Last week I went to the temple (my other term for “library” since I have great reverence for books) to take back books I’d been renewing online for weeks. When I asked the librarian if I had any more books checked out, she told me I had two more. This was not unusual. Since the books weren’t due for another week, I didn’t confirm that I had all of the books that I had checked out. I even pictured the place where I knew I’d find the missing books when I got home, in a back corner of my desk.
So imagine my horror when I went to look for the books the next day and they weren’t there! I first started borrowing books as at Caln Elementary School student back in Pennsylvania in the 1970’s. I can remember the red-headed librarian—her name escapes me—who taught us how to care for the books we read by turning pages properly at the top corner and how not to break the spine from mishandling. She made her rapt audience of kindergarteners believe books were like gold.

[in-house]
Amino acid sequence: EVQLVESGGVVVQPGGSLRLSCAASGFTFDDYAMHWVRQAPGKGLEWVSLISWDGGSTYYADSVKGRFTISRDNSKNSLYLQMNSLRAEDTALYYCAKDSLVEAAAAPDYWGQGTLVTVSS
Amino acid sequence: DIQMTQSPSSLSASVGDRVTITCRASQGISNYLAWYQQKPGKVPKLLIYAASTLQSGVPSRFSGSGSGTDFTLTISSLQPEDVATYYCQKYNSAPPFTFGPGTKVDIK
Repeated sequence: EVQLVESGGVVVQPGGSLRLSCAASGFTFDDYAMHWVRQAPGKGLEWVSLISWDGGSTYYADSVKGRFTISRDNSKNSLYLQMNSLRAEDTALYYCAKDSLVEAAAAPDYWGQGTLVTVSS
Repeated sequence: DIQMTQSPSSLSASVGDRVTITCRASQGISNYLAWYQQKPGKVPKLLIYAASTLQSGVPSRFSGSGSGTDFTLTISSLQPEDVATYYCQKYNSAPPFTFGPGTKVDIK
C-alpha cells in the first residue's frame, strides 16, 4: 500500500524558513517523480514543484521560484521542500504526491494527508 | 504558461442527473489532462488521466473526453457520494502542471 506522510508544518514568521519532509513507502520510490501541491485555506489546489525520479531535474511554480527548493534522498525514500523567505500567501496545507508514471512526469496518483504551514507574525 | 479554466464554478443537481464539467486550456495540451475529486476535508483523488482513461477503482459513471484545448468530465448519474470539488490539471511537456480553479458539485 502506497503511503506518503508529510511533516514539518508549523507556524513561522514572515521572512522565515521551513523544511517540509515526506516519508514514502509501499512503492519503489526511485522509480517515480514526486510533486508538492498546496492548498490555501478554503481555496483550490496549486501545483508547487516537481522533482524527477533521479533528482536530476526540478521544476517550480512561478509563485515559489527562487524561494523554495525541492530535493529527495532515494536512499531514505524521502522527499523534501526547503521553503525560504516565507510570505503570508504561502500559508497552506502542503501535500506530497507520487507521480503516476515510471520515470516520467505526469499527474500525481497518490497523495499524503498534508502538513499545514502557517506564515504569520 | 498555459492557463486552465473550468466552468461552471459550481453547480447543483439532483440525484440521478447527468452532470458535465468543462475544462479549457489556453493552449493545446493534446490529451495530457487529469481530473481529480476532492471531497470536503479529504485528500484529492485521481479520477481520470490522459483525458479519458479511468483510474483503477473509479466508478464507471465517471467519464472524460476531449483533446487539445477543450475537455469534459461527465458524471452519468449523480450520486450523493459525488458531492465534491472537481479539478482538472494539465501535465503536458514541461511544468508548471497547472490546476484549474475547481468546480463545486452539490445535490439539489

And never, in 30 years of borrowing, had I ever lost a book. Sure I’d paid lots of fines for returning books late, but I’d never lost track of a book. I had too much respect for the written word to be that careless.
But after retracing my steps and looking in every crevice of my apartment, I had to admit it—they were gone and I’d have to pay to replace them.
Before I slipped into a bad mood, my self-help training kicked in. It was not a philosophy from one of my new age gurus that came to mind, nor the words of a motivational speaker. Instead I thought of the old “glass half full” adage.
Seen another way, I could say that I’d set a personal record of returning—without fail—every book loaned out to me for the last 30 years. A future goal could be to go 31 years the next time!
I realized I could use this “Personal Best” philosophy with everything from my study habits, to my calorie counting, my prayer/mediation rituals and exercise routines. Borrowing books is a very old habit of mine, others like mediation are still being integrated into my life.
My “Personal Best” for studying might be an hour a day for a month and then sixty-five minutes the following month and so on. Like I said in last week’s column, slow progress is fine as long as it’s steady.